Our Most Anticipated Books of January 2024
Moving, beautifully written, and elegantly conceived, Wild and Distant Seas takes Moby-Dick as its starting point, but Tara Karr Roberts brings four remarkable women to life in a spellbinding epic all her own.
A comprehensive new look at the Tudor period from one of the world's top Tudor scholars. Lucy Wooding brings her expertise not only to the lives of the nobility, but on the everyday people as well.
A magnificent new novel from Pulitzer prize-winner and Booker short-listed author Hisham Matar, My Friends follows an 18-year-old student from Benghazi attending the University of Edinburgh and his friendships, not only with his fellow students and countrymen, but with words and their power.
One morning in 1519, conquistador HernÃ¡n CortÃ©s entered the city of Tenochtitlan - today's Mexico City. Later that day, he would meet the emperor Moctezuma in a collision of two worlds, two empires, two languages, two possible futures. You Dreamed of Empires brings the Aztec capital to vibrant, at times hallucinogenic, life.
A fascinating look at the intersection between colonization and animal life in the early Americas. In The Tame and the Wild, Marcy Norton tells a new history of the colonization of the Americas, one that places wildlife and livestock at the center of the story. She reveals that the encounters between European and Native American beliefs about animal life transformed societies on both sides of the Atlantic.
If the January onslaught of gym-frenzy or post-holiday food policing has you down, make it your New Year's resolution to pick up this book.
An ambitious, delirious novel that tangles with queerness, spirituality, and generational silence, City of Laughter announces Temim Fruchter as a fresh and assured new literary voice. The tale of a young queer woman stuck in a thicket of generational secrets, the novel follows her back to her family's origins, where ancestral clues begin to reveal a lineage both haunted and shaped by desire.
Womb City is an Afrofuturist, cyberpunk, feminist, horror thrill ride and if that isn't enough to pique your interest, I can't help you.
The perfect book to get snowed-in with (or to dream about getting snowed in, if this NYC snow drought continues). A taut tale of a boy who disappears in an Alaskan blizzard and the group of strangers who band together to find him, Blizzard is a French bestseller and the winner of twelve literary prizes in France, including the Prix Libr'Ã Nous, the Prix Talents Cultura, and the Prix des libraires, the French booksellers' prize for best novel of the year.
"No higher praise have I for Zachary Pace and his yes once more delish collection of prose poems really about those songbirds that help give the queer soul his own voice. Covering national treasures including Cat Power, Whitney, Nina Simone, etc., it's a compendium born of a true consciousness, one that is serious about and committed to articulating writing's best and true subject: how we speak, and why."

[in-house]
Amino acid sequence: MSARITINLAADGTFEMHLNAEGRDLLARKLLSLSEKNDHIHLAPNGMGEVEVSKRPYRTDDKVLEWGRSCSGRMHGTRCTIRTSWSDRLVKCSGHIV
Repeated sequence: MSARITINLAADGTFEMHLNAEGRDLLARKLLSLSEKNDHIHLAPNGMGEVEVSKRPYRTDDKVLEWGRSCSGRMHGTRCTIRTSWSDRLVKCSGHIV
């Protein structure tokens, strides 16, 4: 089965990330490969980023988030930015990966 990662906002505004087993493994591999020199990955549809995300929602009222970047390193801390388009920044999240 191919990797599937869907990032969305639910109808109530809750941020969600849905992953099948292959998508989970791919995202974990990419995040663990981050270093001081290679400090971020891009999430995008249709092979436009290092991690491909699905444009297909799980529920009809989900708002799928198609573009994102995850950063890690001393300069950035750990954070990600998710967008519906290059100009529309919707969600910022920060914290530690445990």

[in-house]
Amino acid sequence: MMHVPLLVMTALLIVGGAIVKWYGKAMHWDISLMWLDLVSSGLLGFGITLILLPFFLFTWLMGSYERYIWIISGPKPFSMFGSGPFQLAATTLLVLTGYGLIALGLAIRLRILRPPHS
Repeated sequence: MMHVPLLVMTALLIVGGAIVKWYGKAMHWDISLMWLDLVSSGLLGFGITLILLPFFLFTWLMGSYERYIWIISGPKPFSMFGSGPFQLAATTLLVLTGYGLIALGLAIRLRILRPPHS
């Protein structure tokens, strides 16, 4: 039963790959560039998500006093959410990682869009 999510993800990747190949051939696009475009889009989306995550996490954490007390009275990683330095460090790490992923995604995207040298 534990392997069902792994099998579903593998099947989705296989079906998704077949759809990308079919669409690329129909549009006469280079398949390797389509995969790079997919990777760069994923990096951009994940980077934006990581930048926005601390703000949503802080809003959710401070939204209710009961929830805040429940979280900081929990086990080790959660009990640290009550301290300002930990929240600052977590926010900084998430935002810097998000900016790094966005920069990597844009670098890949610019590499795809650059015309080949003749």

Dazzling, Sprawling, Terrifying; Martyr! is unlike any other book you'll find this season. I would almost ask that it have the subtitle "A Ghost Play" the way Akbar pulls the reader spritely through time and dreams and cities, all with poet's command of language.
A new biography of writer-activist-thinker Frantz Fanon, from his early life in Martinique to his continuing influence in global conversations today. Shatz offers a dramatic reconstruction of Fanon's extraordinary life--and a guide to the books that underlie today's most vital efforts to challenge white supremacy and racial capitalism.
An award-winning novel from one of Ukraine's most prolific contemporary authors, Forgottenness tells a spellbinding story of belonging and uprootedness, as understood by two exiles across time.
"What a taut, energetic, tender, and wholly original debut novel Alexander Sammartino has written. He knows something deep about the dark heart of America that somehow doesn't stop him from writing about it with genuine, goofy love. Somewhere, Denis Johnson and Saul Bellow are smiling because their lineage--that of honest, highwire, virtuosic writing that summons up the world with all its charms and hazards, has found a worthy heir."
--George Saunders, author of Liberation Day
From the celebrated New York Times bestselling author of Such a Fun Age comes a fresh and provocative story about a residential assistant and her messy entanglement with a professor and three unruly students. And you can call me Marie Kondo, 'cause I love mess.
Jen has dumped Andy, and he's handling the breakup in exactly the way all his friends and family might have expected: very, very badly. Pour yourself a good drink, grab the popcorn, and let Dolly Alderton remind you how beautifully hilarious heartbreak can be.
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